News from St. Aloysius Cork – February 2018

St. Aloysius School is a girl’s secondary school in the heart of Cork City. Having been founded by the Mercy Order in 1839, at the suggestion of Mother Catherine McAuley, we are one of the oldest Cork based girl’s schools; celebrating 180 years of educational, religious and holistic development next year.

Our school community has always striven to follow the example of the Mercy Order and play a positive role in the local community. In our first assembly of the second term, our Principal, Ms. Long, along with Ms. Kelleher, our Deputy Principal, began by reminding our students of the long history of Aloysian girls which they represent as they interact with members of the wider community. Recent examples of how our students keep this tradition of community care and involvement alive can be seen in our second year group, Breandán. These students, and their CSPE teacher, raised awareness of the homelessness crisis in Cork, collecting essential items over 2 months in order to create ‘packs’ which can be distributed among the homeless in the city. Through a cake sale a sum of money was also raised and donated to Cork Penny Dinners in the school’s name. This group epitomised the values of St. Aloysius, making their teachers and peers proud.

In St. Aloysius we are keen to celebrate all the successes of our students. In this way our assemby was also used as an opportunity for the school to congratulate last years third year students as they received their Junior Certificate Profiles of Achievement. These certs contain a copy of their Junior Certificate state examination results but also note the personal successes students have had in other areas of school life, i.e. extra-curricular involvement and volunteer work; taking a more holistic approach to education and achievement.

The school took the opportunity to commend students involved in other spheres of school life in particular those representing the school in external competitions. In particular the example they are setting for other students was highlighted. Two of our students who competed in the BT Young Scientist in January with their project; “Do countries with hotter climates have lower numbers suffering form depression? A study of the long term effects of vitamin D intake” were congratulated. These students were shortlisted from over 1,000 entries to be one of just over 500 to participate in the final of this national competition in the RDS. The school was very proud of their hard work and commitment which continued the tradition of our school’s participation in this competition. We strive to encourage our students to consider all career paths, emphasising the potential for women to study STEM subjects. The school has seen successs in this area beyond the Young Scientist, having had a group chosen to represent St. Als and Ireland in Vienna at the Pan European Sci Challenge Competition in July 2017. This encouragement to seize all opportunities and ignore stereotypes was highlighted for our Transition Year students in particular as they attended the “I Wish” conference in January in Cork. This wonderful event promoted critical thought and having an open mind to career options for young women.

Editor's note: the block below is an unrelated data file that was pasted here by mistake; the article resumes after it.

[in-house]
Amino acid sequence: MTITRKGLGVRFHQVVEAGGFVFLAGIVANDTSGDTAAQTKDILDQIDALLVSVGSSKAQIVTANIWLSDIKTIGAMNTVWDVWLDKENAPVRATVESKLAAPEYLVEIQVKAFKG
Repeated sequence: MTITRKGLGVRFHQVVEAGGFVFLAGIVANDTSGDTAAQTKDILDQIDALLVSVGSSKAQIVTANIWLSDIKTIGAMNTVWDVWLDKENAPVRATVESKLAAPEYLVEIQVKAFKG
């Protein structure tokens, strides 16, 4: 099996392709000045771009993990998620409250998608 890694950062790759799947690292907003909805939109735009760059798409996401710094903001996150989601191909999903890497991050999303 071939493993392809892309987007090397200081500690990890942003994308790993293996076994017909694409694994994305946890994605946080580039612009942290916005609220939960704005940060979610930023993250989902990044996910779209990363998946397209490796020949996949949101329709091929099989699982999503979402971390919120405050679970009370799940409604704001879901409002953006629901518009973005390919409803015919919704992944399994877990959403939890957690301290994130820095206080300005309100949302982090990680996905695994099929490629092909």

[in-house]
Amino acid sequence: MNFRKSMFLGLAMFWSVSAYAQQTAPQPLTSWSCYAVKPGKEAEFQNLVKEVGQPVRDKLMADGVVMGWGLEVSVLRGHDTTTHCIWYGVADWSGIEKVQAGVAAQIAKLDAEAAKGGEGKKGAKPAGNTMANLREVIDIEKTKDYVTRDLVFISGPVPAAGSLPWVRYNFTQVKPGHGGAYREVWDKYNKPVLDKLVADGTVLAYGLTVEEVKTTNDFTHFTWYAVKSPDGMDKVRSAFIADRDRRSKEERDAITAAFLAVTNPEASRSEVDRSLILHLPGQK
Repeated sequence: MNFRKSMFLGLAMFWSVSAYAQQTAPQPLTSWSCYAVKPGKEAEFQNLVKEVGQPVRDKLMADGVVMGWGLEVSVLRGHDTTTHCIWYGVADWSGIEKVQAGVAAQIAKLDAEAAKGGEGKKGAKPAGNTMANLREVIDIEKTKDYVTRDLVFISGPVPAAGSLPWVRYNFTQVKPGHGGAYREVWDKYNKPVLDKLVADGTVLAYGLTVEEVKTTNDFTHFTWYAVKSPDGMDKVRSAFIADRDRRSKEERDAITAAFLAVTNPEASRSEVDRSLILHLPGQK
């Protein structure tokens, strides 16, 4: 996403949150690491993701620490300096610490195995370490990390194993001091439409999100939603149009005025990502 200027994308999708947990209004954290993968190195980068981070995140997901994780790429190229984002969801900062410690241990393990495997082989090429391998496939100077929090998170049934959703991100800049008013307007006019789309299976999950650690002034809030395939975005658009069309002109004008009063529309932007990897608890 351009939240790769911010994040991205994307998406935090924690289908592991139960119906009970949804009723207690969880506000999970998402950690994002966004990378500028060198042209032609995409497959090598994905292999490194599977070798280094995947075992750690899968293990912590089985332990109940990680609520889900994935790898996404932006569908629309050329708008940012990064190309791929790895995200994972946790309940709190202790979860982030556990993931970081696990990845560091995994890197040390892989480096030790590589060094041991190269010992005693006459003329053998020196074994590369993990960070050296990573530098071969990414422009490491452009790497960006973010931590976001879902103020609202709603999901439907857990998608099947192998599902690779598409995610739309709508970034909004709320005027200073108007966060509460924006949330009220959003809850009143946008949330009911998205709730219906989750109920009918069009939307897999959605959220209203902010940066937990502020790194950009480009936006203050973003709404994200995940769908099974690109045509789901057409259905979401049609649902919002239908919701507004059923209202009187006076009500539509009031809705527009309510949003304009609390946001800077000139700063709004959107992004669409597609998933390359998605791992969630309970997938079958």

Vitally, our religious ethos in St. Aloysius rests at the centre of all we do. It is a constant companion in our educational, holistic and overtly religious pursuits. Catholic Schools Week was therefore incorporated into the fabric of school life last term. We began the week with an address by Ms. Long, finishing with a reflective prayer which set the tone for the coming week, as well as settling our exam classes prior to the commencement of their pre-examinations. During the week students were given the opportunity for prayer each morning in our prayer room. This was complimented by Mass in our local church on Wednesday for first and second year students along with their parents, guardains and grandparents. We were also delighted to have two of our teachers present, “Living the CEIST Ethos in St. Als” at a meeting of Religion teachers from CEIST schools.

As the term closed our first year students were busy writing short stories to enter into a competition run by their English teachers in the hopes of winning bookish prizes; our TY students were to be found completing work experience in a wide variety of career paths including art galleries, bookshops, primary schools and even UCC’s science departments; while our exam classes looked forward to a well deserved break after a term of hard work and perseverence in preparation for their pre-examinations.

Life in St. Aloysius has certainly been busy since Christmas, but staff and students look forward to another half term of learning, collaboration and religious development.